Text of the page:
Boko Haramis! Who Are They?

By Aslam Abdullah, TMO Editor-in-Chief


Boko Haram leader Abubakar Shekau speaks at an unknown location in this still image taken from an undated video released by Nigerian Islamist rebel group Boko Haram. The leader of the Nigerian Islamist rebel group Boko Haram has offered to release more than 200 schoolgirls abducted by his fighters last month in exchange for prisoners, according to a video seen on YouTube. About 100 girls wearing full veils and praying are shown in an undisclosed location in the 17-minute video in which Shekau speaks

Boko Haram has created a human disaster by abducting over 200 girls with the intention to sell them as slaves. It is a group that claims to be Islamic, yet in the eyes of most Muslims it has nothing to do with Islam. It claims to be a saved sect blessed by God and it believes in the supremacy of the Sharia under the domination of men only authority. Who are Boko Haramis? What are their ideas? Have a look at this article.

In the Northeast Nigerian city of Maiduguri, one year after the September 2001 al-Qaeda attack in the US, Mohammad Yusuf, who was part of a group known as Shabaab since 1995 with Mallam Lawal as its leader formed what in local Hausa language now is known Boko Haram, the Congregation of the People of Tradition for Proselytism and Jihad  or Jamāʻat Ahl as-Sunnah lid-daÊ»wa wal-Jihād. Yusuf was later killed in a fight with the Nigerian army. Boko supporters say he was captured alive and tortured to death.

Since its establishment, the group has claimed responsibility for killing over 10,000 people, Muslims and non-Muslims alike. It now has three splinter groups now active in Borno, Adamawa, Kaduna, Bauchi, Yobe, and Kano.

The ideas of the leadership are influenced by a deceased Nigerian preacher Mohammed Marwa (died 1980), best known by his nickname Maitatsine, a Hausa word meaning “the one who damns” and refers to his curse-laden public speeches against the Nigerian state.

Maitatsine  was originally from Mawra in northeastern Nigeria, once part of Cameroon. He moved to Kano, Nigeria in about 1945, where he became known for his controversial teachings on the Qur’an. He claimed to be a prophet, and a mujaddid in the image of Sheikh Usman dan Fodio.  He rejected the ahadith and the sunnah and regarded the reading of any other book but the Quran as kufr. He rejected Prophet Muhammad (s) and projected himself as a prophet. He spoke again the use of modern electronic gadgets as well as means of transportation such as bicycle etc.

Boko Haramis want to establish a “Sharia” state in Nigeria. It wants to eliminate the influence of the Western world in the country and the region. The group does not interact with other Muslims in general and are ready to kill anyone who is opposed to them.  The group believes it is a saved sect. As a privileged group it is prohibited to study western education. It is against the establishment of schools–especially girls’ schools. Even though the group is opposed to Saudi Arabia for its westernization, it accepts the edicts of scholars such as Ibn Taymiyyah to promote their use of violence.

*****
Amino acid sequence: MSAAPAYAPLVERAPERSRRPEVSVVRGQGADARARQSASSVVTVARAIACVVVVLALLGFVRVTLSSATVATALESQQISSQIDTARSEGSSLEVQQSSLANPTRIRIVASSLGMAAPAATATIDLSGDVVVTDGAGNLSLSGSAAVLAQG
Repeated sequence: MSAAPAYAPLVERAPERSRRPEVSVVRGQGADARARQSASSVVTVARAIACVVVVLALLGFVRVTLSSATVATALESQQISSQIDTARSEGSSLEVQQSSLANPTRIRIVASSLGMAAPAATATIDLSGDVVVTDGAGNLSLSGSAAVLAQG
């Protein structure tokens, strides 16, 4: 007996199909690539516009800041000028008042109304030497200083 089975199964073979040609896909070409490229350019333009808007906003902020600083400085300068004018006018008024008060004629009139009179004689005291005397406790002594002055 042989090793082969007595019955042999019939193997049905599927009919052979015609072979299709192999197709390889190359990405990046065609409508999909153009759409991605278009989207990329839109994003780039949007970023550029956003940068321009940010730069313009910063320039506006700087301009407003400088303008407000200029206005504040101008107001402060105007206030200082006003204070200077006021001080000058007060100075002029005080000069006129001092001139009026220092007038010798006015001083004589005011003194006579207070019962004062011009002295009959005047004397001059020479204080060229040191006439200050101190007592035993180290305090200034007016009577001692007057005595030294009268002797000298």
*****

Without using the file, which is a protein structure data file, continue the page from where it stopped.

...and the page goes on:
Little is known about the group’s finances. Who gives them resources to buy arms and ammunition? Who supports them financially? Why are able to use modern electronic gadgets to communicate with different groups in the world? What is the literature they circulate among them and who prints them?

What is clear is that their understanding of Islam is built on two notions: self-proclaimed religious superiority and male chauvinism. Since they believe they are already saved, they can do whatever they want without being questioned by Allah (swt). They believe non-Muslims have no rights and deserve to be killed for preaching their faith. They believe modernization is in fact westernization–and both are bad for Muslims. They want to live in a world where they as men can dictate their terms upon all others and where women and children serve as their slaves. They describe all other Muslim sects as either kafir or murtad (apostates) whose murder is part of their religious duty. They believe in slavery, subjugation of woman, destruction of place of worship belonging to non-Muslims as well as other Muslims. In their view extra women can be obtained through armed jihad against deviant Muslim groups. They believe in marrying their daughters at an early age. They quote the verses of the Quran and ahadith to justify their position on slavery, status of women, rejection of modern education and the use of violence.

Obviously, their understanding of Islam is based on an ideology that has tribal as well as juristic roots. It relies on an understanding of the Quran that calls for perpetual armed struggle against those who think differently from the group claiming to be a saved sect.

Even though the groups does not admit to be ignorant of the message and meanings of the Quran, its ideas are not different than what was practiced in Arabia in pre-Islamic times. The group has revived all pre-Islamic ideas while using an Islamic terminology.

Boko Haram are not the only Muslim group in the world that can be identified for having such ideas. There are many who view the Quran and Sunnah as a license to promote violence and terror to achieve their goals. How to convince such people that Islam does not promote violence and terror is where the real challenge lies for Muslims.  The existence of such groups demonstrates the failure of our intellectuals to meet their challenge; however our efforts must continue at all levels, political , military, social–and theological.


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